Appeal from judgment of Court of Common Pleas of Chester County, May T., 1970, No. 75, in case of Robert Maholland v. Frank E. Bird, Jr. and Esther S. Bird, Gritz Pools, Inc. and Henry Gritz.
Lawrence M. Aglow, for appellant.
Ross A. Unruh, with him William J. Gallagher, and MacElree, Platt, Harvey & Gallagher, for appellees.
Watkins, P. J., Jacobs, Hoffman, Cercone, Price, Van der Voort, and Spaeth, JJ. Opinion by Hoffman, J.
[ 230 Pa. Super. Page 432]
Appellant contends that the trial court erroneously excluded the proffered testimony of appellant's expert.
On July 26, 1969, appellant, plaintiff below, attended a social outing held at appellees' home, celebrating the end of the season of the Downingtown Little League. The appellant was the father of one of the boys in the league. Appellant was seriously injured when he struck some portion of the appellees' swimming pool while executing a dive from the diving board.
Appellant brought an action in trespass in the Court of Common Pleas in Chester County. The action for personal injuries was based on the theory that the appellees maintained a hazardous condition on their property.
[ 230 Pa. Super. Page 433]
At trial, an expert witness testified on behalf of appellant. The witness had extensive experience in consulting colleges and others in the design of athletic facilities, in teaching water safety, and in running swimming facilities. The expert, based on personal observations, gave a detailed description of the swimming pool in which appellant sustained his injury. Objection was raised, however, when counsel for appellant asked the witness ". . . are you able to form an opinion concerning the safety of the construction of this pool or any of its parts?" An offer of proof was made at side bar.*fn1 The court disallowed the question because it called for a conclusion which the jury was equally capable of forming and which went to the ultimate issue in the case.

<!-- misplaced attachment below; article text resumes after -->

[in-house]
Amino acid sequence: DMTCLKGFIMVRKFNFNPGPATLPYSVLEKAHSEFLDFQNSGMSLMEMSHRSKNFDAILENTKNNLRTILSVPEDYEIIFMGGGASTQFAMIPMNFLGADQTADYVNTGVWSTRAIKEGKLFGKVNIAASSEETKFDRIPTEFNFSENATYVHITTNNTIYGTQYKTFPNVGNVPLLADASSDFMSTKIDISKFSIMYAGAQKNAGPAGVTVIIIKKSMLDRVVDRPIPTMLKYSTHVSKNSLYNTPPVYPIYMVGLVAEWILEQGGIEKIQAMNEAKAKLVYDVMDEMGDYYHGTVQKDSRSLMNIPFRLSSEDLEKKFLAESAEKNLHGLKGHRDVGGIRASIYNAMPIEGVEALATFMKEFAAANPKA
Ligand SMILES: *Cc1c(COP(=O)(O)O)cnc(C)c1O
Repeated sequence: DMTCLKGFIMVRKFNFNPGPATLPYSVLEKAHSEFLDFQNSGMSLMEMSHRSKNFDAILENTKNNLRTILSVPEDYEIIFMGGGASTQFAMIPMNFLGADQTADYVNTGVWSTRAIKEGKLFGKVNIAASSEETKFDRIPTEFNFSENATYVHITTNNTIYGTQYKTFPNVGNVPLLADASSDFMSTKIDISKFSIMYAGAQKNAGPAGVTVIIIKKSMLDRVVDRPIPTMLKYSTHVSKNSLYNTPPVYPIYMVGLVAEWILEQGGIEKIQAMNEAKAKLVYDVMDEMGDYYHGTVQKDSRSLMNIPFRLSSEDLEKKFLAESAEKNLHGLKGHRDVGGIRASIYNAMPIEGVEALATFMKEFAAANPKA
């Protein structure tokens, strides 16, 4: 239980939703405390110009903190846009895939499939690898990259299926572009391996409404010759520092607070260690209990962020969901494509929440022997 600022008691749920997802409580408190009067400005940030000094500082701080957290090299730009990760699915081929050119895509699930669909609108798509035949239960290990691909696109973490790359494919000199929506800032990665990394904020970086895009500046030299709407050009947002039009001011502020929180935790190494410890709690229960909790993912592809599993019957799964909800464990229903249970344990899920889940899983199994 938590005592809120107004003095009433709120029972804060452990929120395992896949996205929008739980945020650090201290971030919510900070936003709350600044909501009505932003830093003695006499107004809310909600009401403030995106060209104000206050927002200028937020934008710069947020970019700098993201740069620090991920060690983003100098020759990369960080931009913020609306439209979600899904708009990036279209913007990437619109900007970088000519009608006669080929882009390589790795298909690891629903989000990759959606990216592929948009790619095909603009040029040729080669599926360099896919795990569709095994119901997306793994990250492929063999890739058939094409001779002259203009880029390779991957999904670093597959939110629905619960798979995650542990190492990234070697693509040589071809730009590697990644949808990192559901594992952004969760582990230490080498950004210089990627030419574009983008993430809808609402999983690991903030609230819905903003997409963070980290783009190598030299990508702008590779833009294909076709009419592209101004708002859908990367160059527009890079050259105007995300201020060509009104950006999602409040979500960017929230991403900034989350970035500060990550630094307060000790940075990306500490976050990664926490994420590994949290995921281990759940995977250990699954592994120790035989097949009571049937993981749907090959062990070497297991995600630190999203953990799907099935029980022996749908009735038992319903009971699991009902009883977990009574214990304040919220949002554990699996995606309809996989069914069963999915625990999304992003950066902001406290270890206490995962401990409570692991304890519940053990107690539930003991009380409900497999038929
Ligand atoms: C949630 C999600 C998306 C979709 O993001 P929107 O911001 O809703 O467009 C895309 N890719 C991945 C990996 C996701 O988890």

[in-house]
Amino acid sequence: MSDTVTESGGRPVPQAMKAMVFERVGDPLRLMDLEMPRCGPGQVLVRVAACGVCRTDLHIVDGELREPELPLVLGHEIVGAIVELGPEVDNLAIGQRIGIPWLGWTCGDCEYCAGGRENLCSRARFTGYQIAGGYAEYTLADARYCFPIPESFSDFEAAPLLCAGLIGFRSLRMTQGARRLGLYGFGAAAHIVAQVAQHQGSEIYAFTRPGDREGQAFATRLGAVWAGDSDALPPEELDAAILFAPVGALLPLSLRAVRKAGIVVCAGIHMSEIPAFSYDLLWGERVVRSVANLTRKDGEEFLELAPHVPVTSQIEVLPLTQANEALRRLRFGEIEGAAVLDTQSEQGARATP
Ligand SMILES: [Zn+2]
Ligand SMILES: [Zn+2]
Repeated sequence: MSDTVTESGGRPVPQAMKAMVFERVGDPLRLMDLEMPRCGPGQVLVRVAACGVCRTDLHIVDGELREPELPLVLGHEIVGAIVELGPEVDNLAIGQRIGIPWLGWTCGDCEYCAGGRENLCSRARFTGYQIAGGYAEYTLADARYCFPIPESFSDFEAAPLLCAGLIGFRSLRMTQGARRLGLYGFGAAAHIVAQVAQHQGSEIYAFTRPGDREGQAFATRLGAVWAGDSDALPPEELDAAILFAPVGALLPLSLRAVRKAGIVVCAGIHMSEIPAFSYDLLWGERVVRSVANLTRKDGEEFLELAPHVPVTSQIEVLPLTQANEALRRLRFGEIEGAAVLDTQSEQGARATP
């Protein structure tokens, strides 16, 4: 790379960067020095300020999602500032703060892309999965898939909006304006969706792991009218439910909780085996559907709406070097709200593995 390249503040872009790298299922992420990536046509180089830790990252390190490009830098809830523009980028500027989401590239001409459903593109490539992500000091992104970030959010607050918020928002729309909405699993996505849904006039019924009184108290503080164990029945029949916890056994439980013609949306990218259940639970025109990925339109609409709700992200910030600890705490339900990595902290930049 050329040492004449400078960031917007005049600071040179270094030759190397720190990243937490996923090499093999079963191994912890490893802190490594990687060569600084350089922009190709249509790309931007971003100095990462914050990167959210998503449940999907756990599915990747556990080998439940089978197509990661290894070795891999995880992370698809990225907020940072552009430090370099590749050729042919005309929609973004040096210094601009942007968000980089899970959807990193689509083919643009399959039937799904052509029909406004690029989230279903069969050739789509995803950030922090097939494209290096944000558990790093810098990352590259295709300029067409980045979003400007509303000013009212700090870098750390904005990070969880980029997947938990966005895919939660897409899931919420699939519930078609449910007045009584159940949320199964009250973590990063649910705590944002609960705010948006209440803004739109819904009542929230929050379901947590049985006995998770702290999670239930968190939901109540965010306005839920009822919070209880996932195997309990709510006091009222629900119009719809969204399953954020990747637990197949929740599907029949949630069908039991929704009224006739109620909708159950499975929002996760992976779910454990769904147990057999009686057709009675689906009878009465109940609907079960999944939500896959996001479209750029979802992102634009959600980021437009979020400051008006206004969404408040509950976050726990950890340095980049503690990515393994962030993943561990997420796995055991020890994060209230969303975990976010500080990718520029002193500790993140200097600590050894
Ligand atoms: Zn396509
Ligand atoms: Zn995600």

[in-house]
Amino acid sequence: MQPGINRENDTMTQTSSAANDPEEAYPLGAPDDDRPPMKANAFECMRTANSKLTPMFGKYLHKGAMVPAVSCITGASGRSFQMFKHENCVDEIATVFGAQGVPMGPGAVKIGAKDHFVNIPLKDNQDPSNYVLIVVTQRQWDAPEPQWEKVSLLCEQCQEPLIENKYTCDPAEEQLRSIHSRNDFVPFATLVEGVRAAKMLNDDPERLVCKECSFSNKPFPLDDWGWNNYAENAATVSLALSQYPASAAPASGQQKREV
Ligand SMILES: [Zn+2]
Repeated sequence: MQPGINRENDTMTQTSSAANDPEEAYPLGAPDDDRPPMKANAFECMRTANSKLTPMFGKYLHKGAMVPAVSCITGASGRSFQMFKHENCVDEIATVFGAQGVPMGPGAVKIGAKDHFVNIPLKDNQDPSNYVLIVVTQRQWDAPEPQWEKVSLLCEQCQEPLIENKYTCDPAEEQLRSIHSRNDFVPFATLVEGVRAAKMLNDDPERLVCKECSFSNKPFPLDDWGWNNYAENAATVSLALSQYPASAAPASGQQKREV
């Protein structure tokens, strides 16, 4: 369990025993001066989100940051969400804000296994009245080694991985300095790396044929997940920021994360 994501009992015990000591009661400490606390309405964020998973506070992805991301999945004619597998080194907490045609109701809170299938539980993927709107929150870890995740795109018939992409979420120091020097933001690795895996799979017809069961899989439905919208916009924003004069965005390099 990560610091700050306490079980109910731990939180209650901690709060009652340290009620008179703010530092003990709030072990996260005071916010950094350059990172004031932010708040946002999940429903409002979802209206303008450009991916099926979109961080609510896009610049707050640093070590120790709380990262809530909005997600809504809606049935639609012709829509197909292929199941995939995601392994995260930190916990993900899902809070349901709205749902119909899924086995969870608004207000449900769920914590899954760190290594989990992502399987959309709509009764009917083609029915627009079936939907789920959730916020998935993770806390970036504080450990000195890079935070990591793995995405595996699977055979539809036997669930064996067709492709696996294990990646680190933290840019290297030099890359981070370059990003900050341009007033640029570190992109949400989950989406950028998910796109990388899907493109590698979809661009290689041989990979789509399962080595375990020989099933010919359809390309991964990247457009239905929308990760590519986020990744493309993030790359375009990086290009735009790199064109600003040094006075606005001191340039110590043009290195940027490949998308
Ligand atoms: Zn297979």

The jury returned a verdict for the defendants. The present appeal followed the trial judge's denial of appellant's motion for a new trial.
[ 230 Pa. Super. Page 434]
The law governing expert testimony is well settled in Pennsylvania. "Phenomena and situations which are matters of common knowledge, may not be made the subject for expert testimony." Collins v. Zediker, 421 Pa. 52, 53, 218 A.2d 776 (1966). Whenever "descriptive language is adequate to convey to the jury the precise facts upon which it can apply its experience" (Huck-Gerhardt Co. v. Kendall, 189 Pa. Superior Ct. 126, 149 A.2d 169 (1959)), the resolution of those facts is within the province of the jury and expert testimony on the subject is inadmissible. Collins, supra, at 53-54; Burton v. Horn & Hardart Baking Co., 371 Pa. 60, 88 A.2d 873 (1952). The rationale for such a rule is found in Justice Musmanno's caveat: "Jurors are humans and are ...